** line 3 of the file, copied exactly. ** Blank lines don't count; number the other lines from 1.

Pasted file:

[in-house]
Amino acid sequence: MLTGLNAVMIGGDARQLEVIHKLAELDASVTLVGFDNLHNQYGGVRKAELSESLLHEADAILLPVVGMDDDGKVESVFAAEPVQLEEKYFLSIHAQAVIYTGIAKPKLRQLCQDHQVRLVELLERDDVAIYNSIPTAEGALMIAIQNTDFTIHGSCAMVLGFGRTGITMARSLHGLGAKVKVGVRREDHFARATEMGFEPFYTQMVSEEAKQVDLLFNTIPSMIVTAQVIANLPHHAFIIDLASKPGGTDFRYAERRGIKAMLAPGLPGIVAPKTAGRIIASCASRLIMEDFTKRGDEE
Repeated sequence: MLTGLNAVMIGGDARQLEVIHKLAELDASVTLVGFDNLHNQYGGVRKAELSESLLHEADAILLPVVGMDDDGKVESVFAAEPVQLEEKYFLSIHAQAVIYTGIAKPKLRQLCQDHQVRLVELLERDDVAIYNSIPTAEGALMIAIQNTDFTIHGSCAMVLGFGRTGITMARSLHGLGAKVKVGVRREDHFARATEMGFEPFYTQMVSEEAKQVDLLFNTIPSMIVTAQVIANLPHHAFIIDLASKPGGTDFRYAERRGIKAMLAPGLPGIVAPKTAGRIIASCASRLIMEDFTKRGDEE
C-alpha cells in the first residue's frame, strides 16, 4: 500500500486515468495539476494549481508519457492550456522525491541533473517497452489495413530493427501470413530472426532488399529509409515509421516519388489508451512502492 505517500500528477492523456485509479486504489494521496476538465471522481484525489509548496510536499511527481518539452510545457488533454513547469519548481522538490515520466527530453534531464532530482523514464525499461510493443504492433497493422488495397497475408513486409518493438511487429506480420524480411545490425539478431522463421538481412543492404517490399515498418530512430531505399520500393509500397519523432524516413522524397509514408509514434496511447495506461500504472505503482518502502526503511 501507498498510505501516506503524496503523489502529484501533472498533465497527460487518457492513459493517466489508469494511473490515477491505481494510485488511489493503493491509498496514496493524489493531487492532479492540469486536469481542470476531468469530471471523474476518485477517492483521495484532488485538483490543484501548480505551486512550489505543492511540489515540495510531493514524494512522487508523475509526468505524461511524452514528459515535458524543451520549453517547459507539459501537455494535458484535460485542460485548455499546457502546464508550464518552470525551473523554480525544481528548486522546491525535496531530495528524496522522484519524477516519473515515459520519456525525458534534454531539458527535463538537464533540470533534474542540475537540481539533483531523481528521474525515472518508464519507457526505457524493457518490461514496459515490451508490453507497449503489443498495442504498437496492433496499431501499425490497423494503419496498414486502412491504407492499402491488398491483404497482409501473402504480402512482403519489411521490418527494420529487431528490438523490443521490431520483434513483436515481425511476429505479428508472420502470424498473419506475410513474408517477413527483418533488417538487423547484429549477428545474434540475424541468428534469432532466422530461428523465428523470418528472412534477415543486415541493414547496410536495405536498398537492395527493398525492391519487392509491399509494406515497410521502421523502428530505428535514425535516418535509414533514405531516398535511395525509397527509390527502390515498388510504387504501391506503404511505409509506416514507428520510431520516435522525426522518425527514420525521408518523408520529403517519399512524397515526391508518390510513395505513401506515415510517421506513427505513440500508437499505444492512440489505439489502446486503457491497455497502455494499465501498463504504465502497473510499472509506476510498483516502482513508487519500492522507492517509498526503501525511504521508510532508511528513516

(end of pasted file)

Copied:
Repeated sequence: MLTGLNAVMIGGDARQLEVIHKLAELDASVTLVGFDNLHNQYGGVRKAELSESLLHEADAILLPVVGMDDDGKVESVFAAEPVQLEEKYFLSIHAQAVIYTGIAKPKLRQLCQDHQVRLVELLERDDVAIYNSIPTAEGALMIAIQNTDFTIHGSCAMVLGFGRTGITMARSLHGLGAKVKVGVRREDHFARATEMGFEPFYTQMVSEEAKQVDLLFNTIPSMIVTAQVIANLPHHAFIIDLASKPGGTDFRYAERRGIKAMLAPGLPGIVAPKTAGRIIASCASRLIMEDFTKRGDEE